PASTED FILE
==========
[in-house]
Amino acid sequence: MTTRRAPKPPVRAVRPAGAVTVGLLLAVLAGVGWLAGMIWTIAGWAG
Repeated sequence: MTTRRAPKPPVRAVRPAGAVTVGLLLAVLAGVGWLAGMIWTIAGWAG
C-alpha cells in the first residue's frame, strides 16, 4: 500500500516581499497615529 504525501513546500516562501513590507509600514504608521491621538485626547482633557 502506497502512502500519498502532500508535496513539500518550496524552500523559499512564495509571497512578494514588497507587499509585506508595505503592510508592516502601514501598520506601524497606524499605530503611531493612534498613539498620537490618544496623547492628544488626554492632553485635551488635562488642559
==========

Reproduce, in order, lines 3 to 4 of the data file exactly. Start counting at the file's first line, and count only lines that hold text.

Repeated sequence: MTTRRAPKPPVRAVRPAGAVTVGLLLAVLAGVGWLAGMIWTIAGWAG
C-alpha cells in the first residue's frame, strides 16, 4: 500500500516581499497615529 504525501513546500516562501513590507509600514504608521491621538485626547482633557 502506497502512502500519498502532500508535496513539500518550496524552500523559499512564495509571497512578494514588497507587499509585506508595505503592510508592516502601514501598520506601524497606524499605530503611531493612534498613539498620537490618544496623547492628544488626554492632553485635551488635562488642559